A photon is emitted by an electron (which is in a bound state). Is the energy of the electron lost immediately, or is the energy emitted during the complete transition time? I think my second assumption is correct but confirmation would be greatly appreciated
One has to let go of the classical framework. Immediately in time has a meaning for a ball falling in the Newtonian gravitational field and mathematics can give you the rate of energy loss per delta(t) because in principle every (x,y,z) point is reached at a specific t. This does not hold in the quantum mechanical framework of an electron bound to an atom.
An individual atom with its electron in an excited state may emit the photon at an arbitrary time t. One has to take a large sample of atoms with the electrons at that energy level and measure the time the photon hits the detector . One then will have a curve characterizing the lifetime of that bound state's collective time behavior
Now in the post you have quoted the answers are indicating the mathematical formulation within the theory of Quantum Mechanics that reproduce this experimental observation. Quantum mechanical calculations give probability distributions for the variables under consideration, time in this instance, to fit the experimental observations.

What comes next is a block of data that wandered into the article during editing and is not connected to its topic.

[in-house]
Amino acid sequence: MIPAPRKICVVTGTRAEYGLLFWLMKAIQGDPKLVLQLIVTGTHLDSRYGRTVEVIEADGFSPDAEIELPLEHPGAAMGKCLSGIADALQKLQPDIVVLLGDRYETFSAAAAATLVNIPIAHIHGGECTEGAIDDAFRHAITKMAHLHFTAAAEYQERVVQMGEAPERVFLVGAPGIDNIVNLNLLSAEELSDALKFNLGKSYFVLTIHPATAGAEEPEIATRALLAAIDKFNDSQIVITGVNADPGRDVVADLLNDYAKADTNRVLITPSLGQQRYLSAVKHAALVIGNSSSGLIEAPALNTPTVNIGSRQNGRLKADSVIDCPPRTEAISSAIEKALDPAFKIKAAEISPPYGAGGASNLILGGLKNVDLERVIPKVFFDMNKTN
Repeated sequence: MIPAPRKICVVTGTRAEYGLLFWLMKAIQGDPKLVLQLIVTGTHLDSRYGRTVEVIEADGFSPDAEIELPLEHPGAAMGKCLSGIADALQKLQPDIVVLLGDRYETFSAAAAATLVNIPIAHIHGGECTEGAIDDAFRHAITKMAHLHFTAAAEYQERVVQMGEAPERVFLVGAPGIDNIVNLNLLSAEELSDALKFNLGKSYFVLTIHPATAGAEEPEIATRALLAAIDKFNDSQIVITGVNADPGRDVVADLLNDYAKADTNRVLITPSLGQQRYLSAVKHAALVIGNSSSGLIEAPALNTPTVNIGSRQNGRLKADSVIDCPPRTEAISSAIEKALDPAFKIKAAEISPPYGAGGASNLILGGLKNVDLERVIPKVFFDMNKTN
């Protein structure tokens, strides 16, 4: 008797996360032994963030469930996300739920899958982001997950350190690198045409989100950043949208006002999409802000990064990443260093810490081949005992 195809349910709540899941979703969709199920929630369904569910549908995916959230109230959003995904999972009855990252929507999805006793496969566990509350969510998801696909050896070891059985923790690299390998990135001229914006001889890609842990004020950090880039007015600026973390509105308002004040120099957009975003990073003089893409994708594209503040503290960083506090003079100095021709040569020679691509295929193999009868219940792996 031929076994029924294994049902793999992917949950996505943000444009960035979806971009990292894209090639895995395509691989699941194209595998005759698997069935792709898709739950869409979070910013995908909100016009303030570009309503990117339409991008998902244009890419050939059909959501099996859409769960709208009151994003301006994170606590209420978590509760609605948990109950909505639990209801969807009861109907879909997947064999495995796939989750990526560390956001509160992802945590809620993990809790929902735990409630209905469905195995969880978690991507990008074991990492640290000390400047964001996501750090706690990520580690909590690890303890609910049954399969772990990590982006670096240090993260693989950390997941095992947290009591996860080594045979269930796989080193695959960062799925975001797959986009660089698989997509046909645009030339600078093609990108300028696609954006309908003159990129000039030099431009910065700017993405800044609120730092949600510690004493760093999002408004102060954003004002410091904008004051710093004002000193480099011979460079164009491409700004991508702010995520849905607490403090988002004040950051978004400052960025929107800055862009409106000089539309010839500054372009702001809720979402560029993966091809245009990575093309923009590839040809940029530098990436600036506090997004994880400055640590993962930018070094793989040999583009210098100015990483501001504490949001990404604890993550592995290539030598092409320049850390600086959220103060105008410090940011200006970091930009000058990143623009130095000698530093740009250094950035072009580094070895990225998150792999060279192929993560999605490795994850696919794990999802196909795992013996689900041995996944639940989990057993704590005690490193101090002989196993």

What is really happening at the individual atom's decay from a higher energy level to a lower one is random to first order ( it is the assumption of calculating the half life curves) . The time will be within the Heisenberg Uncertainty of delta(E)*delta(t) is all that can be safely claimed , and can be presumed "instantaneous" , in the sense that there are no experimental tools to explore further, other than the mathematical ones discussed in the answers of the other question.